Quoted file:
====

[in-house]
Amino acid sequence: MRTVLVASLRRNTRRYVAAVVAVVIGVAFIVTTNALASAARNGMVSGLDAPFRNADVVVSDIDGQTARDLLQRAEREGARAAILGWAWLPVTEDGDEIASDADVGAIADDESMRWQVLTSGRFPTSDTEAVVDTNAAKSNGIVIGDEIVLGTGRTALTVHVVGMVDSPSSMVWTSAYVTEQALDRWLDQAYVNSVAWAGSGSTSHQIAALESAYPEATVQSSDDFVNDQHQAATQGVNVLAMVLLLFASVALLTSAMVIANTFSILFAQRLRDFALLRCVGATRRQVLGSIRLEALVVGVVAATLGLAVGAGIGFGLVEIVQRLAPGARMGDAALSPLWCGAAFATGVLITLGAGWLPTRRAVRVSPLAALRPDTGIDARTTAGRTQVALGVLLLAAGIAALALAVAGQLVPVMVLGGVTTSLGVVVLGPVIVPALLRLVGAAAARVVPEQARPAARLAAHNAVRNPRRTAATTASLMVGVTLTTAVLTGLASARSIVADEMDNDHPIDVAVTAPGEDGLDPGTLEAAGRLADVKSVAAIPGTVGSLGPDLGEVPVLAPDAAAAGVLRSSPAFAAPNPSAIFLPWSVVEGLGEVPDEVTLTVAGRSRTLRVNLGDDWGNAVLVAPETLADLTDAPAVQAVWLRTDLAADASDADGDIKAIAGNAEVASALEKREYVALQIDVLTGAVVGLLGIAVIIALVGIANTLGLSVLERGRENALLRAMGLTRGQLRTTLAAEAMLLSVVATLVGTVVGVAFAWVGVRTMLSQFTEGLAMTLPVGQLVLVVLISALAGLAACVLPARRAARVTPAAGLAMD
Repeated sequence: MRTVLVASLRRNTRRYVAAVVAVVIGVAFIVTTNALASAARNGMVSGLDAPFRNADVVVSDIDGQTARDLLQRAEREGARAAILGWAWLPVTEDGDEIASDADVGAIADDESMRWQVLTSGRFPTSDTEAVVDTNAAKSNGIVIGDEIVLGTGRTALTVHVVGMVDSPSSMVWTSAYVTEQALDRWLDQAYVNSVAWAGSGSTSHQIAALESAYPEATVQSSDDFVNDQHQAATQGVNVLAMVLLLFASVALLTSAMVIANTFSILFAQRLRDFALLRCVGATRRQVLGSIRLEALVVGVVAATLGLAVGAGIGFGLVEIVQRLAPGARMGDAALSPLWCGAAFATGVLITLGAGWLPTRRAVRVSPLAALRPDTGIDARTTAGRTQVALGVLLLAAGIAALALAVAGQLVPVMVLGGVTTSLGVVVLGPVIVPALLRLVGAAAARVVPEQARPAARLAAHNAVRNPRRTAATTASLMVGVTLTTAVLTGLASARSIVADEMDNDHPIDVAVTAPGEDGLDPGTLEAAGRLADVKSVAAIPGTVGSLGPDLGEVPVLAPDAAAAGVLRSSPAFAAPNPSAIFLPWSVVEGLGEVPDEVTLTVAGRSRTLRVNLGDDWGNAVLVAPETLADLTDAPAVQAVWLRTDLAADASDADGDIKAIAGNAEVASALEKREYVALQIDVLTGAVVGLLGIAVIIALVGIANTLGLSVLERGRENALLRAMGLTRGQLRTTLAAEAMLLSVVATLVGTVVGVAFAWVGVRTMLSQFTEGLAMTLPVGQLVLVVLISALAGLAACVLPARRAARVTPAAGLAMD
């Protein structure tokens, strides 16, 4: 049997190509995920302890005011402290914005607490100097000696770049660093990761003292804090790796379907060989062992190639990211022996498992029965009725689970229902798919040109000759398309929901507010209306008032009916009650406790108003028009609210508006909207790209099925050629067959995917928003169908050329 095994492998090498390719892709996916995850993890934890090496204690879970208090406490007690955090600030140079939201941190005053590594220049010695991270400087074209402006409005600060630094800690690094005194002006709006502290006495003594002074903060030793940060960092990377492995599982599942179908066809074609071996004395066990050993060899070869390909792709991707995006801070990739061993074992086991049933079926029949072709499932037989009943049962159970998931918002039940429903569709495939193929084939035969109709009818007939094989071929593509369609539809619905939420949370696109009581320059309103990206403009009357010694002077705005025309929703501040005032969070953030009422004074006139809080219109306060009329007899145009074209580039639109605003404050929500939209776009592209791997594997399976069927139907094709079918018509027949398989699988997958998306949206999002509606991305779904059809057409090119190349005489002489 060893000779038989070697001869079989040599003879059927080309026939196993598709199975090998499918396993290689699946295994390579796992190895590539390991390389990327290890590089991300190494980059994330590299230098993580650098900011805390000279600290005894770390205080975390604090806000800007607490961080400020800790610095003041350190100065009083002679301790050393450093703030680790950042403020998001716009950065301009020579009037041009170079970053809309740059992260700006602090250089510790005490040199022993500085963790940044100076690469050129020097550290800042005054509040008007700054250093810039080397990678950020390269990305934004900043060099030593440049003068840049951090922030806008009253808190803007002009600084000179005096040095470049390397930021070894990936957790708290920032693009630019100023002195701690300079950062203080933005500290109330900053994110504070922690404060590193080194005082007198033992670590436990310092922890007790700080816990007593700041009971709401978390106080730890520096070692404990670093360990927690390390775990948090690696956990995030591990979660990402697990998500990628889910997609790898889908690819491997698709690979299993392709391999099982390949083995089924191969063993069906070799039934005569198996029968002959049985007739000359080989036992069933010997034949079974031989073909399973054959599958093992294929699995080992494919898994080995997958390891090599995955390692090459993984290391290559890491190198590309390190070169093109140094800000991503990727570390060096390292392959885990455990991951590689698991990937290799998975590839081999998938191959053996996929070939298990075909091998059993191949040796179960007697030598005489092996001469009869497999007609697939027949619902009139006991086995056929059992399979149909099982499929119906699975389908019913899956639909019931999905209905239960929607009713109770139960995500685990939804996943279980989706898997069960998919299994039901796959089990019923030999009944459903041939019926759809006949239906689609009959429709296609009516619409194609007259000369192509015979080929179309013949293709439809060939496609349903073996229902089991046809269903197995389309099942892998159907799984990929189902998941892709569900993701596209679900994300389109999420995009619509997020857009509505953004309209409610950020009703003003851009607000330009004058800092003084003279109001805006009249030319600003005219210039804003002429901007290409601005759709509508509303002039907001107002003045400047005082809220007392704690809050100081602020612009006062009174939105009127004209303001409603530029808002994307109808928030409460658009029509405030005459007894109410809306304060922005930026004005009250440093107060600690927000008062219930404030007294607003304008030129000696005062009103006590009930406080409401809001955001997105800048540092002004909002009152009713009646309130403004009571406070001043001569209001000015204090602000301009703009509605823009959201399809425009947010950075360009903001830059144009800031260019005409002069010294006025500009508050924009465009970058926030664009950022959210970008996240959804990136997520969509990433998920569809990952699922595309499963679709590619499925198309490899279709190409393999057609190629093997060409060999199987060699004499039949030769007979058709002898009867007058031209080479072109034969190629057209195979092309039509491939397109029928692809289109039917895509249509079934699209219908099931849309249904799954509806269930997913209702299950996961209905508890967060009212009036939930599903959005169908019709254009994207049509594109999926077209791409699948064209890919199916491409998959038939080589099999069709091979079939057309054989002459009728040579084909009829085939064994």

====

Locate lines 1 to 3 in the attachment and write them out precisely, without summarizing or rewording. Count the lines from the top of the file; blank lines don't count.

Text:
[in-house]
Amino acid sequence: MRTVLVASLRRNTRRYVAAVVAVVIGVAFIVTTNALASAARNGMVSGLDAPFRNADVVVSDIDGQTARDLLQRAEREGARAAILGWAWLPVTEDGDEIASDADVGAIADDESMRWQVLTSGRFPTSDTEAVVDTNAAKSNGIVIGDEIVLGTGRTALTVHVVGMVDSPSSMVWTSAYVTEQALDRWLDQAYVNSVAWAGSGSTSHQIAALESAYPEATVQSSDDFVNDQHQAATQGVNVLAMVLLLFASVALLTSAMVIANTFSILFAQRLRDFALLRCVGATRRQVLGSIRLEALVVGVVAATLGLAVGAGIGFGLVEIVQRLAPGARMGDAALSPLWCGAAFATGVLITLGAGWLPTRRAVRVSPLAALRPDTGIDARTTAGRTQVALGVLLLAAGIAALALAVAGQLVPVMVLGGVTTSLGVVVLGPVIVPALLRLVGAAAARVVPEQARPAARLAAHNAVRNPRRTAATTASLMVGVTLTTAVLTGLASARSIVADEMDNDHPIDVAVTAPGEDGLDPGTLEAAGRLADVKSVAAIPGTVGSLGPDLGEVPVLAPDAAAAGVLRSSPAFAAPNPSAIFLPWSVVEGLGEVPDEVTLTVAGRSRTLRVNLGDDWGNAVLVAPETLADLTDAPAVQAVWLRTDLAADASDADGDIKAIAGNAEVASALEKREYVALQIDVLTGAVVGLLGIAVIIALVGIANTLGLSVLERGRENALLRAMGLTRGQLRTTLAAEAMLLSVVATLVGTVVGVAFAWVGVRTMLSQFTEGLAMTLPVGQLVLVVLISALAGLAACVLPARRAARVTPAAGLAMD
Repeated sequence: MRTVLVASLRRNTRRYVAAVVAVVIGVAFIVTTNALASAARNGMVSGLDAPFRNADVVVSDIDGQTARDLLQRAEREGARAAILGWAWLPVTEDGDEIASDADVGAIADDESMRWQVLTSGRFPTSDTEAVVDTNAAKSNGIVIGDEIVLGTGRTALTVHVVGMVDSPSSMVWTSAYVTEQALDRWLDQAYVNSVAWAGSGSTSHQIAALESAYPEATVQSSDDFVNDQHQAATQGVNVLAMVLLLFASVALLTSAMVIANTFSILFAQRLRDFALLRCVGATRRQVLGSIRLEALVVGVVAATLGLAVGAGIGFGLVEIVQRLAPGARMGDAALSPLWCGAAFATGVLITLGAGWLPTRRAVRVSPLAALRPDTGIDARTTAGRTQVALGVLLLAAGIAALALAVAGQLVPVMVLGGVTTSLGVVVLGPVIVPALLRLVGAAAARVVPEQARPAARLAAHNAVRNPRRTAATTASLMVGVTLTTAVLTGLASARSIVADEMDNDHPIDVAVTAPGEDGLDPGTLEAAGRLADVKSVAAIPGTVGSLGPDLGEVPVLAPDAAAAGVLRSSPAFAAPNPSAIFLPWSVVEGLGEVPDEVTLTVAGRSRTLRVNLGDDWGNAVLVAPETLADLTDAPAVQAVWLRTDLAADASDADGDIKAIAGNAEVASALEKREYVALQIDVLTGAVVGLLGIAVIIALVGIANTLGLSVLERGRENALLRAMGLTRGQLRTTLAAEAMLLSVVATLVGTVVGVAFAWVGVRTMLSQFTEGLAMTLPVGQLVLVVLISALAGLAACVLPARRAARVTPAAGLAMD